Published on 13 December 2022

    Don’t ignore the persistent pain in your shoulder – it could be a sign of rotator cuff injury.

    Most of us would have felt our shoulders hurt at some point of time in our lives. After all, shoulder pain and aches can be caused by a variety of reasons, such as bad sleeping posture, a strenuous workout, or simply by lifting a heavy object.

    In most instances, these muscle aches recover in a matter of days. However, if the pain persists, or if the pain gets progressively worse, then it could be a sign of a more serious injury, particularly to the rotator cuff.

    The rotator cuff is a group of four shoulder muscles and tendons that is needed for lifting and rotating of the arm, and is attached to the top part of the upper arm and shoulder blade.

    “In daily routine activities, the rotator cuff functions to elevate the arm for all overhead activities such as washing the hair, changing the light bulbs, or in general, reaching for items overhead,” explained Adj Asst Prof Han Fucai, Head of Division & Consultant, Division of Shoulder and Elbow Surgery, Department of Orthopaedic Surgery, Ng Teng Fong General Hospital (NTFGH).

    “It also plays an essential role in all sports that require the upper limb, such as basketball, badminton and volleyball.”

    Given the pivotal role that the rotator cuff plays in overall arm function, an injury to the muscle group will likely inhibit mobility. 

    “Initial strains and sprains can progress to partial or complete tears of the rotator cuff,” warned Adj Asst Prof Han. “Therefore, it is key to identify a rotator cuff injury as early as possible and subsequently rehabilitate the injury. The most common symptoms include pain and weakness when lifting the arm (especially above the shoulder level), when rotating the arm (such as reaching around the back), and discomfort when sleeping at night if lying on the affected shoulder.”

    How bad can a rotator cuff injury get?

    Rotator cuff injuries can vary depending on factors such as the duration, cause, severity, and size of the muscle tear.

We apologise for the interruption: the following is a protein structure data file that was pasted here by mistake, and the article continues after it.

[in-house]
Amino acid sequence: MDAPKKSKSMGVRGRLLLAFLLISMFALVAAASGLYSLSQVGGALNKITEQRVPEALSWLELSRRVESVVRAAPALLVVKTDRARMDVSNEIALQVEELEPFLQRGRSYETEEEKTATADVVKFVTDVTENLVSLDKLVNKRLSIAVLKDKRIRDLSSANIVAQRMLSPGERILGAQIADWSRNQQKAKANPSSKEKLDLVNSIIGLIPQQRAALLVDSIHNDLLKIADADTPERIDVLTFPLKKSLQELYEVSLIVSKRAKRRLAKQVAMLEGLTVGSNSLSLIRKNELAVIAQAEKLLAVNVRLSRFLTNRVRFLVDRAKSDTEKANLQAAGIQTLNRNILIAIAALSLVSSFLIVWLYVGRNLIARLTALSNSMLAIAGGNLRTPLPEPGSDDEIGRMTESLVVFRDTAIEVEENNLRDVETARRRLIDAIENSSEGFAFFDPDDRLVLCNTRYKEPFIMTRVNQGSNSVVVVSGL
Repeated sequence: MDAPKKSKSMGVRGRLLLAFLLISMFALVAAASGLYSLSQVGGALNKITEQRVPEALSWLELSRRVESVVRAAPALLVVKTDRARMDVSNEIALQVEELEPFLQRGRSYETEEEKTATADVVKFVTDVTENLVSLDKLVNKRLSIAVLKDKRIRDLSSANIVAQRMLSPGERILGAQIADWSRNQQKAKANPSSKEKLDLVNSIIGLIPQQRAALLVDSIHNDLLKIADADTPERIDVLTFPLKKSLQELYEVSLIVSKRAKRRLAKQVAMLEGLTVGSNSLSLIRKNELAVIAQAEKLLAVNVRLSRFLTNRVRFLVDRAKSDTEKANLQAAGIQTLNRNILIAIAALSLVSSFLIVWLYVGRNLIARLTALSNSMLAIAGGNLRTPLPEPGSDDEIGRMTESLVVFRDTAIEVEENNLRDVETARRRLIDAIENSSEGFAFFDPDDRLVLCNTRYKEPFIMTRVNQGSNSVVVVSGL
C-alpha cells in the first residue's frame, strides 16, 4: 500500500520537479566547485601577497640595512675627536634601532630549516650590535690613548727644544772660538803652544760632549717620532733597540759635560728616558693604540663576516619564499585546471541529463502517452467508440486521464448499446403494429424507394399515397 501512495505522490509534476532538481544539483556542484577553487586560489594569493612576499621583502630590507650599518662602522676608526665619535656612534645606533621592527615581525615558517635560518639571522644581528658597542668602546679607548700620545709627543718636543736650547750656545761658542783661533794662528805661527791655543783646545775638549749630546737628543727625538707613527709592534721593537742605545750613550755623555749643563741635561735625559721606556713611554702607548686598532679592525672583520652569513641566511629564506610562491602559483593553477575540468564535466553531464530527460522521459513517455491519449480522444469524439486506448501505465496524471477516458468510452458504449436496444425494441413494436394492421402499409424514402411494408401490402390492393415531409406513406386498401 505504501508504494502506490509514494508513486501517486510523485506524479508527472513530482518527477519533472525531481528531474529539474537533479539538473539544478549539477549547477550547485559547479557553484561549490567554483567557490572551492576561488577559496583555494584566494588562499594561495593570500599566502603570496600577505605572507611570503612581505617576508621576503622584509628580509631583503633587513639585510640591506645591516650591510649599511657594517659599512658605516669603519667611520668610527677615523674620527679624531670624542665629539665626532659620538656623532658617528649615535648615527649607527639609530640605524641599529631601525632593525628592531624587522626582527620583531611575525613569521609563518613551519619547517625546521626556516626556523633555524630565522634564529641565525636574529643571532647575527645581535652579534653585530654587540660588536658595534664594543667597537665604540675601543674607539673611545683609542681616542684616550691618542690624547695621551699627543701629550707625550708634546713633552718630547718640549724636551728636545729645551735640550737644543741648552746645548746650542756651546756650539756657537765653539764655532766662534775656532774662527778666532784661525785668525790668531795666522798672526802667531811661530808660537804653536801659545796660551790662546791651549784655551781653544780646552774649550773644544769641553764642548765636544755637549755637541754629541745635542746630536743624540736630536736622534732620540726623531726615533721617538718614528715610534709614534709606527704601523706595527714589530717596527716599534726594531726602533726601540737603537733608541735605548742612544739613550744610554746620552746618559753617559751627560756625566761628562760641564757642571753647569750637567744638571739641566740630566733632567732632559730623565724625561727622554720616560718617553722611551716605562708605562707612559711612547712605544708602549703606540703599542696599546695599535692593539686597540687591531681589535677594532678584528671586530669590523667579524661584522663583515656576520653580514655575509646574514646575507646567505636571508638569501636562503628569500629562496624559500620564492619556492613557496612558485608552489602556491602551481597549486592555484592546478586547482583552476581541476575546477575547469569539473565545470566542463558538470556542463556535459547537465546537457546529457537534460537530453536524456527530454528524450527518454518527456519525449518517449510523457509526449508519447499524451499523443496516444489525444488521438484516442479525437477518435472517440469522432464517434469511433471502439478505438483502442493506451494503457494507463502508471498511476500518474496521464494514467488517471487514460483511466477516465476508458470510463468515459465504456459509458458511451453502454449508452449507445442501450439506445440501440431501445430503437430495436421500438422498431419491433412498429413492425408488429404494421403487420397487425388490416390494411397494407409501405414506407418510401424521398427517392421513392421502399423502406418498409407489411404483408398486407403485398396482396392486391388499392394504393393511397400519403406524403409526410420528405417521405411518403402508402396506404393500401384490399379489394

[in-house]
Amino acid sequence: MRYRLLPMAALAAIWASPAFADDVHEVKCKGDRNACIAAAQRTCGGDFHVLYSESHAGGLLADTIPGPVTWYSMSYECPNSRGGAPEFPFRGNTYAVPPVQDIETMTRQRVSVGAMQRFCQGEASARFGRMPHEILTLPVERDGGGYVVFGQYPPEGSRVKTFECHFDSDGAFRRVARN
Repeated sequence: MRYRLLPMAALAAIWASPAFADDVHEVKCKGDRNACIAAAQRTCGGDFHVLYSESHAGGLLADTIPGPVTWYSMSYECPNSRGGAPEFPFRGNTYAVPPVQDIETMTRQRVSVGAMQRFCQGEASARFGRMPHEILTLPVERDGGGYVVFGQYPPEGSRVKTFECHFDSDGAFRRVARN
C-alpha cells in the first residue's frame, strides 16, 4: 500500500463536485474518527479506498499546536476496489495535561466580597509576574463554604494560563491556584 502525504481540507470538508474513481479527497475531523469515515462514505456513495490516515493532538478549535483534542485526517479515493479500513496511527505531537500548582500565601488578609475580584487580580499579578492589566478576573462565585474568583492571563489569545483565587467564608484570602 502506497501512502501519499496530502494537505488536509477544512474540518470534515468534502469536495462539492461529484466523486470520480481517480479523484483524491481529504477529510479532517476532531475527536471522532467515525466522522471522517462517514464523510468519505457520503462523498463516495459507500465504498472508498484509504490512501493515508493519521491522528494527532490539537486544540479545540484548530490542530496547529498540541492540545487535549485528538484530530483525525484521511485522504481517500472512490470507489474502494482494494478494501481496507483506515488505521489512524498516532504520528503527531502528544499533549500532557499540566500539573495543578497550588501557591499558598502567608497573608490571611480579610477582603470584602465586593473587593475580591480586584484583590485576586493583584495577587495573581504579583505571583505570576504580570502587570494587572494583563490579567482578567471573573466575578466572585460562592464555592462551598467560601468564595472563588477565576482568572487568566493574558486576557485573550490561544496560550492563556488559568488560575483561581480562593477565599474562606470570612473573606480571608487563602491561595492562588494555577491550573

Rotator cuff tears can be due to an acute injury or prolonged and repetitive wear and tear. While acute injuries occur suddenly due to circumstances such as a fall, chronic injuries develop over time due to overuse.

    “Acute injuries can include falling down on an outstretched arm or sudden heavy lifting beyond what the rotator cuff tendon can handle,” Adj Asst Prof Han said. “Repetitive wear and tear, on the other hand, arises from repeating the same shoulder motions so much that it stresses the rotator cuff. This includes manual jobs and routine house chores.” 

    The extent of the muscle strain, too, can be a measure of the severity of the rotator cuff injury, as Adj Asst Prof Han elaborated, “Tendinosis refers to a strain or degeneration of the tendon, a precursor to getting a tendon tear. Partial tear of the tendon means that only a portion of the rotator cuff tendon is torn, but the rest of it remains functional.”

    Prevention is better than cure

    There are steps you can take to reduce the risk of sustaining a rotator cuff injury. Such measures include:

    ● Strengthening and stretching exercises to improve flexibility of the relevant muscles 

    ● Adequate warming up of the shoulder and arm muscles prior to sporting activities that require heavy use of the shoulders, such as racquet sports and weightlifting 

    ● Take sufficient rest between strenuous activities

    ● Do not ignore pain. You should stop performing any activities that trigger pain, and seek medical treatment if the shoulder pain persists.

    The road to recovery

    The treatment options for a rotator cuff injury varies from patient to patient, depending on the severity of the injury. Treatment options include: 

    ● Physiotherapy, activity modifications, analgesia, and anti-inflammatories

    ● Injections: Steroid or platelet rich plasma (PRP)

    ● Surgery: Arthroscopic (key-hole) rotator cuff repair 

    Generally, non-operative treatments are attempted for three to six months depending on the severity of the injury.

    Beyond seeking medical attention, rehabilitating an injured muscle at home also goes hand-in-hand with the recovery process. Here’s what you can do to manage your pain:

    ● Take oral medicine such as painkillers or anti-inflammatories to help reduce pain

    ● Avoid placing extra stress on the shoulder that can aggravate the injury

    ● Adopt good posture to maintain shoulder blade in the right position 

    ● Avoid carrying heavy bags over the affected shoulder

    ● Avoid repetitive overhead loading of the affected shoulder

    In consultation with Adj Asst Prof Han Fucai, Head of Division & Consultant, Division of Shoulder & Elbow Surgery, Department of Orthopaedic Surgery, NTFGH

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